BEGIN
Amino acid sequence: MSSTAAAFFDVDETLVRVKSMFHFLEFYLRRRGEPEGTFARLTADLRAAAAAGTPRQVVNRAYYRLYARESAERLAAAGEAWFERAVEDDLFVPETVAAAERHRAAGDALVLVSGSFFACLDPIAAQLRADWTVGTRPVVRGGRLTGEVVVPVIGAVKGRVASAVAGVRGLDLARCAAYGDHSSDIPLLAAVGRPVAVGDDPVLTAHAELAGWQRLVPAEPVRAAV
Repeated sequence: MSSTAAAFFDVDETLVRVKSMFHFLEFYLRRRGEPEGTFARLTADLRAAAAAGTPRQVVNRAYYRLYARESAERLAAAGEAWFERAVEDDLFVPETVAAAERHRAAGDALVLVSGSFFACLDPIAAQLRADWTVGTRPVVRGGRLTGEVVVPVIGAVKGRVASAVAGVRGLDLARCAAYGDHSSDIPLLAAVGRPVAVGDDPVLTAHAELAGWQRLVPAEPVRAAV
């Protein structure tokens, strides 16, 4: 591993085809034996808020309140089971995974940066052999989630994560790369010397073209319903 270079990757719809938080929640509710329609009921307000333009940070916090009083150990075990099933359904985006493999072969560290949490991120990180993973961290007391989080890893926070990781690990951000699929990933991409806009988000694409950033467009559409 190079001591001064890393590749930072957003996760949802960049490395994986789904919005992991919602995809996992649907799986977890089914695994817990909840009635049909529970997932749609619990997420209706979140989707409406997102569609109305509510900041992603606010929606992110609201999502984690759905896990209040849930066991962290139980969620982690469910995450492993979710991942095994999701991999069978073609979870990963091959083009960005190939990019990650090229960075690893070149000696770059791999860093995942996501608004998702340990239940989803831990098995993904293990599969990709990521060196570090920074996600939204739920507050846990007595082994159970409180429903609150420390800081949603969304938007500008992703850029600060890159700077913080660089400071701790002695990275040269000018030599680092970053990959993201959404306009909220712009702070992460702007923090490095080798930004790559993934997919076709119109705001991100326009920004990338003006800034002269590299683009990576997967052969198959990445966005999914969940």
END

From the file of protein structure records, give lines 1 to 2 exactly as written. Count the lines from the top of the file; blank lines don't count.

Amino acid sequence: MSSTAAAFFDVDETLVRVKSMFHFLEFYLRRRGEPEGTFARLTADLRAAAAAGTPRQVVNRAYYRLYARESAERLAAAGEAWFERAVEDDLFVPETVAAAERHRAAGDALVLVSGSFFACLDPIAAQLRADWTVGTRPVVRGGRLTGEVVVPVIGAVKGRVASAVAGVRGLDLARCAAYGDHSSDIPLLAAVGRPVAVGDDPVLTAHAELAGWQRLVPAEPVRAAV
Repeated sequence: MSSTAAAFFDVDETLVRVKSMFHFLEFYLRRRGEPEGTFARLTADLRAAAAAGTPRQVVNRAYYRLYARESAERLAAAGEAWFERAVEDDLFVPETVAAAERHRAAGDALVLVSGSFFACLDPIAAQLRADWTVGTRPVVRGGRLTGEVVVPVIGAVKGRVASAVAGVRGLDLARCAAYGDHSSDIPLLAAVGRPVAVGDDPVLTAHAELAGWQRLVPAEPVRAAV